VIOLENCE AGAINST CHILDREN ‘EXCEPTIONALLY HIGH’ IN TIMOR-LESTE
A comprehensive new report details the shocking levels of physical, emotional and sexual violence, as well as neglect faced by children living in the Pacific and Timor-Leste.
The report, titled Unseen, Unsafe: Underinvestment in Ending Violence Against Children in the Pacific and Timor-Leste, released in July 2019, shows that more than 70% or 4 million children across eight countries experience violent discipline at home.
In Timor-Leste, a staggering 87.4% children – or more than 612,000 children – experiences physical or emotional violence at home. The rate is “exceptionally high” and is greater than in neighbouring countries such as Papua New Guinea and other Pacific nations.
Children who face violence and abuse often suffer from serious physical injuries, unwanted pregnancy, sexually transmitted infections, mental trauma, and even death.
Violence can lead to stunted brain development, which affects children’s concentration, language development and ability to read and write.
- 30% of adolescent girls (aged 15-19) in Timor-Leste have experienced physical violence;
- In the year preceding a study conducted in 2016, an estimated 75% of boys and 67% of girls in Timor-Leste had experienced physical punishment such as being kicked, slapped or pulled by a teacher;
- Neglect remains an issue in Timor-Leste, particularly for vulnerable groups such as children with disabilities, with one study showing that 72% of people with a disability having never attended school.
The four organisations are calling for more support to end violence against children, as per Target 16.2 of the Sustainable Development Goals (SDG), which was reviewed at the United Nations High-Level Political Forum in New York earlier in July 2019.
ChildFund Timor-Leste Country Director Erine Dijkstra says violence has a profound impact on children, and all children should feel safe and protected in their homes and schools.
“Interventions targeted at increasing children’s ability to seek support when they are unsafe, and positive parenting training are reducing violence and abuse against children.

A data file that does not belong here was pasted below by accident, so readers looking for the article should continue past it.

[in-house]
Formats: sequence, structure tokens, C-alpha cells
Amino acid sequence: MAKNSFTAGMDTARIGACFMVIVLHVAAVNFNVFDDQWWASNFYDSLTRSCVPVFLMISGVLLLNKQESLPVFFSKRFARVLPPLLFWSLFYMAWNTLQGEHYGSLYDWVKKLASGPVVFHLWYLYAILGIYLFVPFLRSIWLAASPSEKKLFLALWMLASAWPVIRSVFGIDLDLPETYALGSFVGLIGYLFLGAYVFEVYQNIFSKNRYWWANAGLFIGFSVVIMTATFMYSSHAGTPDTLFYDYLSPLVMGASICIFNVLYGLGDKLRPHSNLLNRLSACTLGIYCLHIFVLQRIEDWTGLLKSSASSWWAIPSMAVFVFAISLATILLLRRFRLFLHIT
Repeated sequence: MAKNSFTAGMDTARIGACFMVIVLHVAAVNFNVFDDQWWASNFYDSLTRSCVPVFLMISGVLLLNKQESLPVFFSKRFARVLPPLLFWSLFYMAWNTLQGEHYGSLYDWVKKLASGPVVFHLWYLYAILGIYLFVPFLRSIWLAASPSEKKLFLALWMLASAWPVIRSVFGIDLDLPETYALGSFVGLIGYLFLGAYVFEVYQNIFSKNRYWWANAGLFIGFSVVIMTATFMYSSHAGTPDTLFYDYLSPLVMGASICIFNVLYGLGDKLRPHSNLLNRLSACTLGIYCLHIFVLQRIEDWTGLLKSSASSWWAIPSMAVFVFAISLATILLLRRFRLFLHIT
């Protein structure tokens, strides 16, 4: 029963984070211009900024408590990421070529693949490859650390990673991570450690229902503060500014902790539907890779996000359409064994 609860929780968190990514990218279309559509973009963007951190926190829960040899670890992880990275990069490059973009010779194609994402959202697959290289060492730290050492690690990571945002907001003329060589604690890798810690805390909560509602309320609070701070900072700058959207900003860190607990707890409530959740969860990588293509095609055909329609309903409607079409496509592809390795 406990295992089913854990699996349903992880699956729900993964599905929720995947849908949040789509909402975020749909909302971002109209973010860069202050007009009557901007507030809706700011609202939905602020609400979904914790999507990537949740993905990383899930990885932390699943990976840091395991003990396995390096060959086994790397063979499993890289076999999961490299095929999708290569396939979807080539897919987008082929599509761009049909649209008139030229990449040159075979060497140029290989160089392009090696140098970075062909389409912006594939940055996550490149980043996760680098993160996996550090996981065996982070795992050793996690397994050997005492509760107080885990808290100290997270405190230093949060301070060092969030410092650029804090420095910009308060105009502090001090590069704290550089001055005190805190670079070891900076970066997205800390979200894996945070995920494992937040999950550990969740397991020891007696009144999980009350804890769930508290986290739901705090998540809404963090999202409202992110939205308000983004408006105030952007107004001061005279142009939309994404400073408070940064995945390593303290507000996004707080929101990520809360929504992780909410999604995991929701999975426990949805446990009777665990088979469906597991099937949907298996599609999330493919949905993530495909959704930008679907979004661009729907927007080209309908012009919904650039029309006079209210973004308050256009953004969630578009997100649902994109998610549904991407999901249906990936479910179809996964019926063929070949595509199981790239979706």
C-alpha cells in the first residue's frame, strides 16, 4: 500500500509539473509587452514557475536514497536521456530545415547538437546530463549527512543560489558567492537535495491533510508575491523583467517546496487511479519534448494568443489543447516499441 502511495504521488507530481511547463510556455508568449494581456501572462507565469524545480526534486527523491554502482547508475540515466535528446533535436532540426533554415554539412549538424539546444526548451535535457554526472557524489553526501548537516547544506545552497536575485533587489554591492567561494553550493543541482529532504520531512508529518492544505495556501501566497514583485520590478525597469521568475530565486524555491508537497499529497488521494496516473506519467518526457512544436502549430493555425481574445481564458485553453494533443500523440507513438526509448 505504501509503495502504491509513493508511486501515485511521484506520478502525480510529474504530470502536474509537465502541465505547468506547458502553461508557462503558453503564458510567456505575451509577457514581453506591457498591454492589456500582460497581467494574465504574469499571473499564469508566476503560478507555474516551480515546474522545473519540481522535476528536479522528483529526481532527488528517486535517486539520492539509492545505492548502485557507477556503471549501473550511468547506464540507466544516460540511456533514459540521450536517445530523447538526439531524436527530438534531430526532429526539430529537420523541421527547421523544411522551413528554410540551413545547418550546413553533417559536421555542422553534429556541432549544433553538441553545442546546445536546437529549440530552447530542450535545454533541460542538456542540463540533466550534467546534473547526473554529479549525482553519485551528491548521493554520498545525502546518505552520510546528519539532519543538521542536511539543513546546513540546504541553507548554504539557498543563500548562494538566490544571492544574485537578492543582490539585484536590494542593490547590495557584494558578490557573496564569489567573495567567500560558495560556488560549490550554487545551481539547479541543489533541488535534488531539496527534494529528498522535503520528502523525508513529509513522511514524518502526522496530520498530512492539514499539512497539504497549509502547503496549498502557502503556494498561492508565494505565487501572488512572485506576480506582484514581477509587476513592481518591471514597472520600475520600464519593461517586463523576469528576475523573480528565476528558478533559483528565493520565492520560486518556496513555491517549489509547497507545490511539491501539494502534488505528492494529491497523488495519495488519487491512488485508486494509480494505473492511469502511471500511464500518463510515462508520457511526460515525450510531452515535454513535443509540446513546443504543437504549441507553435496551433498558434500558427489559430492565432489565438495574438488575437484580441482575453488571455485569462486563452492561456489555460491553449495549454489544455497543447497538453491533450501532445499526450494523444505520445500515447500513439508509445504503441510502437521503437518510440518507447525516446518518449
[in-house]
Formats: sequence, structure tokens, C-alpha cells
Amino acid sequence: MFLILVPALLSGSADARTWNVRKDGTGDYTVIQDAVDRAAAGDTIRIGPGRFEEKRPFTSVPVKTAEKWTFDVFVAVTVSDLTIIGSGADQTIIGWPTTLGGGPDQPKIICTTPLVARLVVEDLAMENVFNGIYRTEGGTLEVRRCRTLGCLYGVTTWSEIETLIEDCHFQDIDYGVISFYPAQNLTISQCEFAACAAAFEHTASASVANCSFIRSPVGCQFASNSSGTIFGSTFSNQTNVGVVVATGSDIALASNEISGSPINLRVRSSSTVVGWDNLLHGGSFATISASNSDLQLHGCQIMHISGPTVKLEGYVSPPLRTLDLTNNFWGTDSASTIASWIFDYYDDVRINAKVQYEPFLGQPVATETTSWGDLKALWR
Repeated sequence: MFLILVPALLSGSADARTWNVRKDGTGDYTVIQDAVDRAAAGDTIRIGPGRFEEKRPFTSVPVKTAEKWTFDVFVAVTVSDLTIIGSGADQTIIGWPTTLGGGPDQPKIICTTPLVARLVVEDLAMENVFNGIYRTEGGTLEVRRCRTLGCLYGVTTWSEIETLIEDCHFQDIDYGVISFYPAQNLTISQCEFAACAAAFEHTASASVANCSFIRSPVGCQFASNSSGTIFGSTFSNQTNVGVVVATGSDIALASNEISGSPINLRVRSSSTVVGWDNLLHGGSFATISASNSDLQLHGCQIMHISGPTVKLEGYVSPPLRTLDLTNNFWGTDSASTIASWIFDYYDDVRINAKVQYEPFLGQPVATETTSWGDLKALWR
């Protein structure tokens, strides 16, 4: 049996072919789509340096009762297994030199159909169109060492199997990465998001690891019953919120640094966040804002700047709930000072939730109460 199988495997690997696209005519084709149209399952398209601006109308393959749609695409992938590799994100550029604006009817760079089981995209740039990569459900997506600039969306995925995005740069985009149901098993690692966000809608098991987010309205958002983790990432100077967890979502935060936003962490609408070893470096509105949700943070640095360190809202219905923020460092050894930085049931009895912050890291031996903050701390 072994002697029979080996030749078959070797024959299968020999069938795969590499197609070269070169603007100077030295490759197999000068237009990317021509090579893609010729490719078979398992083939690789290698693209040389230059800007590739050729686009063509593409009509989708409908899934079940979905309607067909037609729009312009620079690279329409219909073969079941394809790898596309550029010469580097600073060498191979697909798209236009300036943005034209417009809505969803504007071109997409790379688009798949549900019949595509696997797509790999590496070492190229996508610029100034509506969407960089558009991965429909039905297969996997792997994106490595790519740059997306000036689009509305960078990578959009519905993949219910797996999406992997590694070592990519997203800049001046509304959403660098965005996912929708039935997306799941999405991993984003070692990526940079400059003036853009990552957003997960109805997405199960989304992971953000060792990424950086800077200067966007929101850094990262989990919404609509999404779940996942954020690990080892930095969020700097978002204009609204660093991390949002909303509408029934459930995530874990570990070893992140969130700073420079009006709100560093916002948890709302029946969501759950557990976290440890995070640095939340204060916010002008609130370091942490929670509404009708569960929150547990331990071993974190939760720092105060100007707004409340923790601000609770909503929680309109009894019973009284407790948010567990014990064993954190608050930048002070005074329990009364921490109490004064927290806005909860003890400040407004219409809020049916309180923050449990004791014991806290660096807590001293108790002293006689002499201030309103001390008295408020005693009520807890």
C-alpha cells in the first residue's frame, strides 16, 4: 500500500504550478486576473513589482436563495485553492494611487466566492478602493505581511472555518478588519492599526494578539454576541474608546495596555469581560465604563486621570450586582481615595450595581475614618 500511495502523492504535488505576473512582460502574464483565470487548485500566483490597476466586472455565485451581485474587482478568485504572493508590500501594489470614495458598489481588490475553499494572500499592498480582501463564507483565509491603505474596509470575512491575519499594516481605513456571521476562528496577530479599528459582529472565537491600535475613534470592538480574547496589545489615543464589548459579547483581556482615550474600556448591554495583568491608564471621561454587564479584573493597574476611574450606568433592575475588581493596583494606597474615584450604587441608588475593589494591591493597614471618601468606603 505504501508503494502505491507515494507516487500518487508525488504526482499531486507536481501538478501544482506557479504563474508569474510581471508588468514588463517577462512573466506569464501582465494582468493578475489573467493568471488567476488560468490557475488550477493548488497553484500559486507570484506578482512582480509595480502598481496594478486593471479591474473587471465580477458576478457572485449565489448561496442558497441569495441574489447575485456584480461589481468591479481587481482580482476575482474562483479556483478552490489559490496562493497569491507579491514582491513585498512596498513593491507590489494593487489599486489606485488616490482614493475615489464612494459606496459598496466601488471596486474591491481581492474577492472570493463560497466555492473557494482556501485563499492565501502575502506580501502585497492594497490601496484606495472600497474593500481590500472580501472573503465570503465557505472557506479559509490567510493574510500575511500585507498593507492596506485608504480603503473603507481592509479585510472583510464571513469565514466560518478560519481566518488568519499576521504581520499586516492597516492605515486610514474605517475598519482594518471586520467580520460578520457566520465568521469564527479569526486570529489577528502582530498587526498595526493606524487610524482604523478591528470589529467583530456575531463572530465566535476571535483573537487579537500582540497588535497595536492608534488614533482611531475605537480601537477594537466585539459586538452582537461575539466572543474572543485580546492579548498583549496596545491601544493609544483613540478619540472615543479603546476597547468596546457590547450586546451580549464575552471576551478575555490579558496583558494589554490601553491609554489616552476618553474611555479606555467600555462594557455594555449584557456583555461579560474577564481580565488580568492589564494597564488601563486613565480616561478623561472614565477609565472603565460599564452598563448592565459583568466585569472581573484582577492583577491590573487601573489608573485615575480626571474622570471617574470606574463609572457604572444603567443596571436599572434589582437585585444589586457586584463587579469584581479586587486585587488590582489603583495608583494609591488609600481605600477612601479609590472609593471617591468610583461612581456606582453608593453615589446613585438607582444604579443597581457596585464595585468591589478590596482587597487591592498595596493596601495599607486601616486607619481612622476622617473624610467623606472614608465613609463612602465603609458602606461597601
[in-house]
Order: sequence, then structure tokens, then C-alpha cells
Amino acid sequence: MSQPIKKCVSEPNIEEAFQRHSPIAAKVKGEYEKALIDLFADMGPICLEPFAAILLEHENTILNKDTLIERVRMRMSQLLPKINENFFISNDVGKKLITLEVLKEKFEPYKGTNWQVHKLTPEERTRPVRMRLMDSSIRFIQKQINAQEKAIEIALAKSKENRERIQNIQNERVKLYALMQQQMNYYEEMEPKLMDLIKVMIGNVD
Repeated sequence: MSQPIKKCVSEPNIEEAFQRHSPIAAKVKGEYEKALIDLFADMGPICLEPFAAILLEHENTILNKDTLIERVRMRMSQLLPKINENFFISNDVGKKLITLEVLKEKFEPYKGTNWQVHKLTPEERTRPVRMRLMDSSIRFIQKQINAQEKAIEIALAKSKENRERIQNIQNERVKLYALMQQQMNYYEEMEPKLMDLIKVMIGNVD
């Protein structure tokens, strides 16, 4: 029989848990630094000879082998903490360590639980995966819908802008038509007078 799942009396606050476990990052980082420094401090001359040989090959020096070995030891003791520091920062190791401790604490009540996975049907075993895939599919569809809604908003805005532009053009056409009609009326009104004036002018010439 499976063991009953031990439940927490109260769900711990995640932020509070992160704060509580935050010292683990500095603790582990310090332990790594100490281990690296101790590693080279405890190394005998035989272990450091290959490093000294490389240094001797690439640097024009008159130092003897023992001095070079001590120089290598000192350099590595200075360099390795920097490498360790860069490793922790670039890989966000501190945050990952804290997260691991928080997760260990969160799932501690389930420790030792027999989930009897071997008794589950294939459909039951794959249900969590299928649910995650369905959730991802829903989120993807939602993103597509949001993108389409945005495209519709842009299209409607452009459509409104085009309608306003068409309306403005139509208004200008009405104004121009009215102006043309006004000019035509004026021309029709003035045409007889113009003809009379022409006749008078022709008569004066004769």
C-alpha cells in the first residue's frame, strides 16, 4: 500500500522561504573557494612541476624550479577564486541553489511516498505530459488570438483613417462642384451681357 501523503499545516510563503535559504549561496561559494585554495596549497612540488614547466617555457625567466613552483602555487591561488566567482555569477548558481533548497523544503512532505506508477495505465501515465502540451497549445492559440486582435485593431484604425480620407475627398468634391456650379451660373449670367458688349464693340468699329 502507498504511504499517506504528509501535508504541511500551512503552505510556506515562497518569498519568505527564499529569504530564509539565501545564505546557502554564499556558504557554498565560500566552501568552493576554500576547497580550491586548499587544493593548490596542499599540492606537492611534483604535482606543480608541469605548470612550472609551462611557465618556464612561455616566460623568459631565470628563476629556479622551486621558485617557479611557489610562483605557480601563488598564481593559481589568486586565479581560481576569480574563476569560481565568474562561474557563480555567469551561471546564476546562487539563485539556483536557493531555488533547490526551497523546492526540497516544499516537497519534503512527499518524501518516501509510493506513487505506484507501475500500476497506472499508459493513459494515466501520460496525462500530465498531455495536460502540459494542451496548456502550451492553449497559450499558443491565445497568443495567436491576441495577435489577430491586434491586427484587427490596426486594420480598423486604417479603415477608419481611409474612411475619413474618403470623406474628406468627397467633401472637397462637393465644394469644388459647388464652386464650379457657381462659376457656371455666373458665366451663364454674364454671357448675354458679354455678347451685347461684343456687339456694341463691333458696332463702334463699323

“The report reveals inadequate levels of funding and policy measures to address the child protection crisis and we therefore call upon government and development partners to allocate more funding specifically addressing violence against children.”
World Vision Timor-Leste Country Program Director, Fabiano Valente Franz, called for a united approach to ending violence against children in Timor-Leste.
“It’s time to put child protection at the heart of everything we do. We know what works to reduce violence, for example programmes to change harmful norms in communities, school education focusing on respectful relationships, establishment of safe houses and creation of a strong child protection workforce.
“We can end violence but it will take targeted investment to do so.”
Plan International Timor-Leste Country Director, Dillyana Ximenes, says: “Children, especially girls, will learn, lead, decide and thrive more in realisations of their rights when free from violence.
“Plan International will continue working together with communities, parents and local government, with special focus on men and boys engagement, to ensure children, especially girls, are safe and free from any form of violence.”
* Read full report here click (English)